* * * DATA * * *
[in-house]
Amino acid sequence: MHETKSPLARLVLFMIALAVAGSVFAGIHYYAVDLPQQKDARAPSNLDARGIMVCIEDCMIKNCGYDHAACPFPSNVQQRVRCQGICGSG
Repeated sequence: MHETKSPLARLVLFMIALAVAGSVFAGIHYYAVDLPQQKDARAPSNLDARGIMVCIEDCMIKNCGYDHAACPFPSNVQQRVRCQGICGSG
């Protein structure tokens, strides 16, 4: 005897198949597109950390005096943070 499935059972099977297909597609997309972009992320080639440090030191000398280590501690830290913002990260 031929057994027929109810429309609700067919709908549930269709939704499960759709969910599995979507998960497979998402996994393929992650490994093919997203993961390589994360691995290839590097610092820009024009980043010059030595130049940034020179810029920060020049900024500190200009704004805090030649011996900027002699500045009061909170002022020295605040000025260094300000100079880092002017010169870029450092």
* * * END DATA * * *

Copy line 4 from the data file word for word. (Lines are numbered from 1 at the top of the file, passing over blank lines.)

């Protein structure tokens, strides 16, 4: 005897198949597109950390005096943070 499935059972099977297909597609997309972009992320080639440090030191000398280590501690830290913002990260 031929057994027929109810429309609700067919709908549930269709939704499960759709969910599995979507998960497979998402996994393929992650490994093919997203993961390589994360691995290839590097610092820009024009980043010059030595130049940034020179810029920060020049900024500190200009704004805090030649011996900027002699500045009061909170002022020295605040000025260094300000100079880092002017010169870029450092």